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What types of beer have lower or no carbonation?

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    Why limit to local? We don't even know your local. Just open pour in glass and leave in fridge. Brewing produces CO2 so not going to get no. – paparazzo Mar 15 '17 at 22:27
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    There's a good chance this question will get closed by admin if it isn't rephrased. The US is large.... Paparazzi is right, we don't know where you are. Why do you want low carbonation beers? Why do they have to be local? There are styles of beer that have naturally lower carbonation, if you expand the scope of your question and ask in general "What types of beer have lower or no carbonation and why?" you'll for sure get good answers. Then you can see which local breweries make those styles. Just trying to help, hope you find what you're looking for. Cheers. – Montijello Mar 15 '17 at 23:27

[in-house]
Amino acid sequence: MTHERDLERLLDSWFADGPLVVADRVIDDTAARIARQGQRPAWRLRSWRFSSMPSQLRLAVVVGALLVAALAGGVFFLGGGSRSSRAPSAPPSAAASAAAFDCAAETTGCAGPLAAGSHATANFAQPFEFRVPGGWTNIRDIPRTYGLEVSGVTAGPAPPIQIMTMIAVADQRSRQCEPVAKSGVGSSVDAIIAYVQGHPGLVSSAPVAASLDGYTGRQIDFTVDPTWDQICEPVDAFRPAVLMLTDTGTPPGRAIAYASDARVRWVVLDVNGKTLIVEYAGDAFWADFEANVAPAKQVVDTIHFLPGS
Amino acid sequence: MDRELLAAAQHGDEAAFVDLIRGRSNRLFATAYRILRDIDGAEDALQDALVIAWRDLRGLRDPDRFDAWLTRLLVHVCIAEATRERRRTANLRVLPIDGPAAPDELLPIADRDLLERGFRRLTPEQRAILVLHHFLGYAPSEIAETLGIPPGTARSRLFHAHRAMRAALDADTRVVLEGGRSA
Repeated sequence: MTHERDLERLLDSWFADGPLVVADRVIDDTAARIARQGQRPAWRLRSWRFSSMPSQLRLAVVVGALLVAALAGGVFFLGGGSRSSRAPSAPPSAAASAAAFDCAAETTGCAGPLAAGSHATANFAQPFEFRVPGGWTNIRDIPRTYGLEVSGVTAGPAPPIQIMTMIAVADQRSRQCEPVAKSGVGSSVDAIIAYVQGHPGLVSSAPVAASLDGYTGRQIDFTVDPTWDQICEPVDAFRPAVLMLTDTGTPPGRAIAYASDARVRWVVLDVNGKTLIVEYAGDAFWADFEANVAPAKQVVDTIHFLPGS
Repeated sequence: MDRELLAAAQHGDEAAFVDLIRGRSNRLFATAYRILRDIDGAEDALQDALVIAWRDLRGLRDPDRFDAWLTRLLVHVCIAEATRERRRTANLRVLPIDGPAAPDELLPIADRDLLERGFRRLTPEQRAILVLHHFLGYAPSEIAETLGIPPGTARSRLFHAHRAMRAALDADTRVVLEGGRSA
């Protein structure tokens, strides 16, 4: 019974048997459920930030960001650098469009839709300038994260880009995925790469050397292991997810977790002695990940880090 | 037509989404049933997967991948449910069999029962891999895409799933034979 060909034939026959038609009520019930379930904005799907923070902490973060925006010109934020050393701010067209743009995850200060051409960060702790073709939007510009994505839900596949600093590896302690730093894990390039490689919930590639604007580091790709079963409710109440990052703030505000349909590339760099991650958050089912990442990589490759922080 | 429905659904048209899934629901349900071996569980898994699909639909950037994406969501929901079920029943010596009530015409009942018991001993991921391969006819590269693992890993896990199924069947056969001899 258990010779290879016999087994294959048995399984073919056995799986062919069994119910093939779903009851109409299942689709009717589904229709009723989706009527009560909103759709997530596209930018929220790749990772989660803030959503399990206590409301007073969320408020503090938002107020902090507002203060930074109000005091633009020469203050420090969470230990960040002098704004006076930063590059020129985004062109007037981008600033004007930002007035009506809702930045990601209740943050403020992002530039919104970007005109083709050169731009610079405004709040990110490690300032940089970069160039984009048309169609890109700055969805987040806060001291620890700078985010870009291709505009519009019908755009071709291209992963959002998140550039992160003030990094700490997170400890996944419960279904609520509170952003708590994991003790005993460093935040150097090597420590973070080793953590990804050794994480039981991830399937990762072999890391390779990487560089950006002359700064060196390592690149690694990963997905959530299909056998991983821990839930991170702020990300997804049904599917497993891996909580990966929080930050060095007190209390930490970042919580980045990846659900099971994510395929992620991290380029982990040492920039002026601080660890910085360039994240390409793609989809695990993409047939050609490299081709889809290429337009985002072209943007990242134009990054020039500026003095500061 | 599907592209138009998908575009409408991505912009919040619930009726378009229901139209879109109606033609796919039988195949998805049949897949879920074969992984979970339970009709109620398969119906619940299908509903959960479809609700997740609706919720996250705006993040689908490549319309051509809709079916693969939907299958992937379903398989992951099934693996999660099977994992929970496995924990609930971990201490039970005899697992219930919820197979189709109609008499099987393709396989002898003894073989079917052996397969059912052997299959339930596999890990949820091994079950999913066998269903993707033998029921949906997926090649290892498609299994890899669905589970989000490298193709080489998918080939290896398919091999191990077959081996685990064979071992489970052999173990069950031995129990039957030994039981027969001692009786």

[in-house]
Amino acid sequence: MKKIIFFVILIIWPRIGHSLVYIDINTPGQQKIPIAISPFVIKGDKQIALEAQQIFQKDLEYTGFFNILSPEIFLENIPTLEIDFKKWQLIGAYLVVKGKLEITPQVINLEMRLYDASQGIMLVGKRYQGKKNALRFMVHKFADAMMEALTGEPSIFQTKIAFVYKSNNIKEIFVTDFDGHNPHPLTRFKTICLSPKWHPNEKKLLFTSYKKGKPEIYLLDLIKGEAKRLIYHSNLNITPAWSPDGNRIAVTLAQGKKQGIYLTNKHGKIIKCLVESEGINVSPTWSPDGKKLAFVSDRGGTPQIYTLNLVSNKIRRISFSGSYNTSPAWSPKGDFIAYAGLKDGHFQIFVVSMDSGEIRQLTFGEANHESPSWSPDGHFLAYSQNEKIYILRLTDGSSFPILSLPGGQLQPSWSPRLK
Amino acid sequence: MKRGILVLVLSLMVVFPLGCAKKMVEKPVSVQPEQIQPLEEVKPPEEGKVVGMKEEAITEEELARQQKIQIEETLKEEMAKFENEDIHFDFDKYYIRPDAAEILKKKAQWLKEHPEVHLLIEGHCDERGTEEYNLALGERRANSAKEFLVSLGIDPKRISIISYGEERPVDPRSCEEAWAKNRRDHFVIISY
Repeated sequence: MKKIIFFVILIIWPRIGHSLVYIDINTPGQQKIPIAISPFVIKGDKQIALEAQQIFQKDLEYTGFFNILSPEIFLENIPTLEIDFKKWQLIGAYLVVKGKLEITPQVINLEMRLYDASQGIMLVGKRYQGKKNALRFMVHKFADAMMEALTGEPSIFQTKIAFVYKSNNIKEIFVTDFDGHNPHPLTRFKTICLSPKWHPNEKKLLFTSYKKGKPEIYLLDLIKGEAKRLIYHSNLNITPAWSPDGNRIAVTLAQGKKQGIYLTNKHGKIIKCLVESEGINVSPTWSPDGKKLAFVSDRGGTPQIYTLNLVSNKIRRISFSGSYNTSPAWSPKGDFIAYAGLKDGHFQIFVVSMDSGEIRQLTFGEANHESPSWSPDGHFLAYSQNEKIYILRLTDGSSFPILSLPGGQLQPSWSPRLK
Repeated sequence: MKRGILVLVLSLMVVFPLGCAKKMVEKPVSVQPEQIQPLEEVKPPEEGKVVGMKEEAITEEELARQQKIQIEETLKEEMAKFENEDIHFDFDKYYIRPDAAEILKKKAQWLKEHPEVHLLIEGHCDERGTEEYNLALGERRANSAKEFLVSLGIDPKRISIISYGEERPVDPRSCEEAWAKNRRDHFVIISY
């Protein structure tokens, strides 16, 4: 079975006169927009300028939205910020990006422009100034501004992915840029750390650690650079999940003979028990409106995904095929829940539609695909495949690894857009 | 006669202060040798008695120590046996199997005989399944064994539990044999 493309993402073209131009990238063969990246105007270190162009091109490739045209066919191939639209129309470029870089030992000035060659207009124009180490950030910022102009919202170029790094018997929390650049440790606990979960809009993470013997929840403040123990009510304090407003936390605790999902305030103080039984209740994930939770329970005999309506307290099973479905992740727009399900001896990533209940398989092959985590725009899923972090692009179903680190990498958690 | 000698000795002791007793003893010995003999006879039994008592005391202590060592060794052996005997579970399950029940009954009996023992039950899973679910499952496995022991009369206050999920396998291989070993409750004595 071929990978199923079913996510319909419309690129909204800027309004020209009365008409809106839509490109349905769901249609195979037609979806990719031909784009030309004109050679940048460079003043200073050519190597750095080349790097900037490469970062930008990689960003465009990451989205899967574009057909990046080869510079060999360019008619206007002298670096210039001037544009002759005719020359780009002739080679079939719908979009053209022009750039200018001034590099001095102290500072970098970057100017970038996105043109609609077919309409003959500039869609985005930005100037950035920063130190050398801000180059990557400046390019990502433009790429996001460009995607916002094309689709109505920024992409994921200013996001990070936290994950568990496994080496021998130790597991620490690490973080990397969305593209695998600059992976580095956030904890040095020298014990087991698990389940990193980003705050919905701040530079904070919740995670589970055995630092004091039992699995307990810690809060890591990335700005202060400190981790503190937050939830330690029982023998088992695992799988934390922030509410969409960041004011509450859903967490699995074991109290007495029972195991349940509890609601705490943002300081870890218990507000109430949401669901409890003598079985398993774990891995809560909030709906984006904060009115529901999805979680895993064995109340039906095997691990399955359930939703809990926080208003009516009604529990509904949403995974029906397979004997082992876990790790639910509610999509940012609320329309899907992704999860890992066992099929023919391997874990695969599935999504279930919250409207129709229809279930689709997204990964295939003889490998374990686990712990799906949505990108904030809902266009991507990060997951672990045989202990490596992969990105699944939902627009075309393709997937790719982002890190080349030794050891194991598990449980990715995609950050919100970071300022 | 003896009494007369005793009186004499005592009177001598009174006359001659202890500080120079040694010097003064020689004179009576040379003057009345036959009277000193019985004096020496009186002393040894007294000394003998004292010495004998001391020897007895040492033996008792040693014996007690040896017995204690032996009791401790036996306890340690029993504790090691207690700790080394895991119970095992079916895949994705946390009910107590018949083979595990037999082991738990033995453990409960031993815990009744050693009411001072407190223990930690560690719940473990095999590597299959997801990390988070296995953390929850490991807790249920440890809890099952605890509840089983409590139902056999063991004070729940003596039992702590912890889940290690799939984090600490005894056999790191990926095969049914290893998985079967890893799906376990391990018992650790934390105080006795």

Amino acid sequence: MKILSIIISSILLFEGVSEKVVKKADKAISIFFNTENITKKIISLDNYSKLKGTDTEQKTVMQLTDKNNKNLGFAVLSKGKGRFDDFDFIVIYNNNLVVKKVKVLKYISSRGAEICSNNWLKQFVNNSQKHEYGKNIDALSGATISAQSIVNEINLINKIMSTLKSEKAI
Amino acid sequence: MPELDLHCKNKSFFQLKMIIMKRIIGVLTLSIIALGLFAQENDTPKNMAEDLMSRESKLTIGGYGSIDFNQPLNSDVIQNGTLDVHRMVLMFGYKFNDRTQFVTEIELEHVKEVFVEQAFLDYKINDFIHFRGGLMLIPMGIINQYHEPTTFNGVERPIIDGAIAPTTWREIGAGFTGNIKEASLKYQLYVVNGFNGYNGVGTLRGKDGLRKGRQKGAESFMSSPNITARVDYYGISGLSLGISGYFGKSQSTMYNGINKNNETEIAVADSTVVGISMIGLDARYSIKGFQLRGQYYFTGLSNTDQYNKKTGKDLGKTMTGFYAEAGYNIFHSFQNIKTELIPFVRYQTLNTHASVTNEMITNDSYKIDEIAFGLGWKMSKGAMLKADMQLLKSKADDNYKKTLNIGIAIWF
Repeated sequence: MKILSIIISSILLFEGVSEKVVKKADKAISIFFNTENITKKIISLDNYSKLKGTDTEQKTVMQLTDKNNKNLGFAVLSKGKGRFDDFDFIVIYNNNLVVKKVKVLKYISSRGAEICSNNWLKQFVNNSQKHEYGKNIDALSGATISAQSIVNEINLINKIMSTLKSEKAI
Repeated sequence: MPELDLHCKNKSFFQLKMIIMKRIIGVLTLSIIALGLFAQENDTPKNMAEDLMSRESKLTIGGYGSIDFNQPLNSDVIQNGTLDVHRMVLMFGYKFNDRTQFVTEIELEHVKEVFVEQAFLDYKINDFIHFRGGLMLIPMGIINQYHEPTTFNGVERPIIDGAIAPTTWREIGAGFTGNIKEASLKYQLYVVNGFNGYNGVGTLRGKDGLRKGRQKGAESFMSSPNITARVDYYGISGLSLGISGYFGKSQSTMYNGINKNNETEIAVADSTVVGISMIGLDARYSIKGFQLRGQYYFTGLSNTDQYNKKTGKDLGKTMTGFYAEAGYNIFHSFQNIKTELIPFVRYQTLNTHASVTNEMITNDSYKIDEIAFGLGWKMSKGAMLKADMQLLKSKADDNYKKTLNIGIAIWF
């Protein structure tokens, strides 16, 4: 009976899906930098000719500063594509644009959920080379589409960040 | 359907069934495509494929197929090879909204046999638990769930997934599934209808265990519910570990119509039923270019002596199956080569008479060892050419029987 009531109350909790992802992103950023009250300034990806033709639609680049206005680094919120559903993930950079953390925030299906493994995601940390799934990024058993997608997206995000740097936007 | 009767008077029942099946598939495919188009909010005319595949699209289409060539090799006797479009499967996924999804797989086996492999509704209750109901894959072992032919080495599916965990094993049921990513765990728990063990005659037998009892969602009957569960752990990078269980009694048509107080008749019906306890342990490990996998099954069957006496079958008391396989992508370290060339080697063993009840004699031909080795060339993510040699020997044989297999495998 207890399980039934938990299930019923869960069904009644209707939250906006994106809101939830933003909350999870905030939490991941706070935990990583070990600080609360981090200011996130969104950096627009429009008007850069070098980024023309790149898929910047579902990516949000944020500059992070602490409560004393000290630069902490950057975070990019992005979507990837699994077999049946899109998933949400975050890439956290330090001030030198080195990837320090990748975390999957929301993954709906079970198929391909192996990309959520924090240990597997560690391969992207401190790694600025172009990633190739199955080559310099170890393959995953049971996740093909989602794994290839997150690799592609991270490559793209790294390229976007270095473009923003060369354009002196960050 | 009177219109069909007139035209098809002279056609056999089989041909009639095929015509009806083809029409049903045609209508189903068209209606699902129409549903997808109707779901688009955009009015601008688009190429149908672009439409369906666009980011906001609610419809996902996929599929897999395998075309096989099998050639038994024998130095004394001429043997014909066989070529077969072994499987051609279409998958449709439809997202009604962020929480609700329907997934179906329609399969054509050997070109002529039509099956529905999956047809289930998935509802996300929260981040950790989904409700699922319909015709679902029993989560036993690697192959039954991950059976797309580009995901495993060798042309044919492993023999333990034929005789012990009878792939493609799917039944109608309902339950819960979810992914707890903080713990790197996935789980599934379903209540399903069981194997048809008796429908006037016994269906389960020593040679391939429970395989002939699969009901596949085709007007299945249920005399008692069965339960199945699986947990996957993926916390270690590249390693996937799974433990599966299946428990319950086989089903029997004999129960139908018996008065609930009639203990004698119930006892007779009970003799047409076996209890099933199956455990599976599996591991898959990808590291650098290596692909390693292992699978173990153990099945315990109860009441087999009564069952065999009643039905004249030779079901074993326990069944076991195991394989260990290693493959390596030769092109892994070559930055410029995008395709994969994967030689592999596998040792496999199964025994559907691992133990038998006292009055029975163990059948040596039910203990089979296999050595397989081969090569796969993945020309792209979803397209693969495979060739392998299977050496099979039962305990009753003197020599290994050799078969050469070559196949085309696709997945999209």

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What you will be looking for is a Cask ale or cask-conditioned beer these are all generally very low carbonation or non at all due to only being left in a cask

"Beer brewed from traditional ingredients, matured by secondary fermentation in the container from which it is dispensed, and served without the use of extraneous carbon dioxide"

If you go to an ale bar they will usually have at least one cask ale on I have not done a tour of America, so I cannot for sure tell you of places in America for low carbonated beer, but as for the what type of beer Cask Conditioned is definitely what you should be looking for.

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